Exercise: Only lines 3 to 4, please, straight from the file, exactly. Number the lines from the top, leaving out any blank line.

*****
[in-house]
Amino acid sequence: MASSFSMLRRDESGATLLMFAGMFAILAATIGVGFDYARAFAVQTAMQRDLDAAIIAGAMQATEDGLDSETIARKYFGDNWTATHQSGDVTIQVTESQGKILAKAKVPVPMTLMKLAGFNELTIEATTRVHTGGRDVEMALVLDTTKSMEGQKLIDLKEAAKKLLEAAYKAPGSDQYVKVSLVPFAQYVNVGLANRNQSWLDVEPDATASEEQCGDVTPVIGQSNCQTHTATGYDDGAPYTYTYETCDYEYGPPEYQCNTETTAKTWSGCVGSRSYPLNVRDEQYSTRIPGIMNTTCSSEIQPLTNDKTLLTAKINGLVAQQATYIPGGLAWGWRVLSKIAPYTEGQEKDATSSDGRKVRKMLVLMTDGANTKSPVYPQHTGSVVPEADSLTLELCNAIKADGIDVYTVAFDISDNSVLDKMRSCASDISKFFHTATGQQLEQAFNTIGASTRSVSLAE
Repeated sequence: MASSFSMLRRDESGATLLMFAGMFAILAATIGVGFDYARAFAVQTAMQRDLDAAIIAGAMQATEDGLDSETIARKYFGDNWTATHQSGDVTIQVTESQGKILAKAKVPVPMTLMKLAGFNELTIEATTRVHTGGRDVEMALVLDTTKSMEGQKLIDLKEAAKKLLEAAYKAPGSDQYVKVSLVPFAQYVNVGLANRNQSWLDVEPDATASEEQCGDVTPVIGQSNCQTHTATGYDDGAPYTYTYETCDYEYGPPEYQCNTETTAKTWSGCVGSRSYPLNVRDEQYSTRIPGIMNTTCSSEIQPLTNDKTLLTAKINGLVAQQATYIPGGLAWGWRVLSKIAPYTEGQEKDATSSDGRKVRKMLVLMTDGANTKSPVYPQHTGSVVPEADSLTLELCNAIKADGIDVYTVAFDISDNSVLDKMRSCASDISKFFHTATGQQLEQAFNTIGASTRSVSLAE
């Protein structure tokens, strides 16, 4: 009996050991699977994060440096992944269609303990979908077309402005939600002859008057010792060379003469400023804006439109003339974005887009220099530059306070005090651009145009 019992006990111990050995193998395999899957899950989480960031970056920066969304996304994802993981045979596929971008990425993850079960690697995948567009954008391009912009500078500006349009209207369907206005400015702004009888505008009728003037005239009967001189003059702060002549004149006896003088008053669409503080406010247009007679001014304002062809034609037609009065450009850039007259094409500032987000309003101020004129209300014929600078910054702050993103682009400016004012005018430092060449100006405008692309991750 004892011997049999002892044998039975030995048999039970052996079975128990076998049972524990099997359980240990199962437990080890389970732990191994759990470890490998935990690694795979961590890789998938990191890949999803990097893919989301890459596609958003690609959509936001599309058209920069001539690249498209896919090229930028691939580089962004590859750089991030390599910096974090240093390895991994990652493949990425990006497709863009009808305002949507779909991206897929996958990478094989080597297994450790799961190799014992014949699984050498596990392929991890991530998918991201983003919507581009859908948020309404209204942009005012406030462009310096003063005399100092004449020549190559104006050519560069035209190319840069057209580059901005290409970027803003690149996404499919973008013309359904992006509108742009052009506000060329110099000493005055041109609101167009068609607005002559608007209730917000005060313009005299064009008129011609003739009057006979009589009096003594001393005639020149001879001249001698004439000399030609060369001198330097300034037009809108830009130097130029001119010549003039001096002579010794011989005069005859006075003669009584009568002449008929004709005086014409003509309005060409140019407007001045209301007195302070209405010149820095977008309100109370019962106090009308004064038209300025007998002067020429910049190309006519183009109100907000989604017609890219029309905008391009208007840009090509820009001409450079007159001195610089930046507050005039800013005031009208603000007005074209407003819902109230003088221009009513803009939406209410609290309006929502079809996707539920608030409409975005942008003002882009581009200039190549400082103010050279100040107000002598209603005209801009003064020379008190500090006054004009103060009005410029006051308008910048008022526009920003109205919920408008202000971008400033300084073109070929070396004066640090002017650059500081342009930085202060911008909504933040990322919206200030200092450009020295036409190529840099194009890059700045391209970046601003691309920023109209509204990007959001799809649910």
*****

Repeated sequence: MASSFSMLRRDESGATLLMFAGMFAILAATIGVGFDYARAFAVQTAMQRDLDAAIIAGAMQATEDGLDSETIARKYFGDNWTATHQSGDVTIQVTESQGKILAKAKVPVPMTLMKLAGFNELTIEATTRVHTGGRDVEMALVLDTTKSMEGQKLIDLKEAAKKLLEAAYKAPGSDQYVKVSLVPFAQYVNVGLANRNQSWLDVEPDATASEEQCGDVTPVIGQSNCQTHTATGYDDGAPYTYTYETCDYEYGPPEYQCNTETTAKTWSGCVGSRSYPLNVRDEQYSTRIPGIMNTTCSSEIQPLTNDKTLLTAKINGLVAQQATYIPGGLAWGWRVLSKIAPYTEGQEKDATSSDGRKVRKMLVLMTDGANTKSPVYPQHTGSVVPEADSLTLELCNAIKADGIDVYTVAFDISDNSVLDKMRSCASDISKFFHTATGQQLEQAFNTIGASTRSVSLAE
């Protein structure tokens, strides 16, 4: 009996050991699977994060440096992944269609303990979908077309402005939600002859008057010792060379003469400023804006439109003339974005887009220099530059306070005090651009145009 019992006990111990050995193998395999899957899950989480960031970056920066969304996304994802993981045979596929971008990425993850079960690697995948567009954008391009912009500078500006349009209207369907206005400015702004009888505008009728003037005239009967001189003059702060002549004149006896003088008053669409503080406010247009007679001014304002062809034609037609009065450009850039007259094409500032987000309003101020004129209300014929600078910054702050993103682009400016004012005018430092060449100006405008692309991750 004892011997049999002892044998039975030995048999039970052996079975128990076998049972524990099997359980240990199962437990080890389970732990191994759990470890490998935990690694795979961590890789998938990191890949999803990097893919989301890459596609958003690609959509936001599309058209920069001539690249498209896919090229930028691939580089962004590859750089991030390599910096974090240093390895991994990652493949990425990006497709863009009808305002949507779909991206897929996958990478094989080597297994450790799961190799014992014949699984050498596990392929991890991530998918991201983003919507581009859908948020309404209204942009005012406030462009310096003063005399100092004449020549190559104006050519560069035209190319840069057209580059901005290409970027803003690149996404499919973008013309359904992006509108742009052009506000060329110099000493005055041109609101167009068609607005002559608007209730917000005060313009005299064009008129011609003739009057006979009589009096003594001393005639020149001879001249001698004439000399030609060369001198330097300034037009809108830009130097130029001119010549003039001096002579010794011989005069005859006075003669009584009568002449008929004709005086014409003509309005060409140019407007001045209301007195302070209405010149820095977008309100109370019962106090009308004064038209300025007998002067020429910049190309006519183009109100907000989604017609890219029309905008391009208007840009090509820009001409450079007159001195610089930046507050005039800013005031009208603000007005074209407003819902109230003088221009009513803009939406209410609290309006929502079809996707539920608030409409975005942008003002882009581009200039190549400082103010050279100040107000002598209603005209801009003064020379008190500090006054004009103060009005410029006051308008910048008022526009920003109205919920408008202000971008400033300084073109070929070396004066640090002017650059500081342009930085202060911008909504933040990322919206200030200092450009020295036409190529840099194009890059700045391209970046601003691309920023109209509204990007959001799809649910």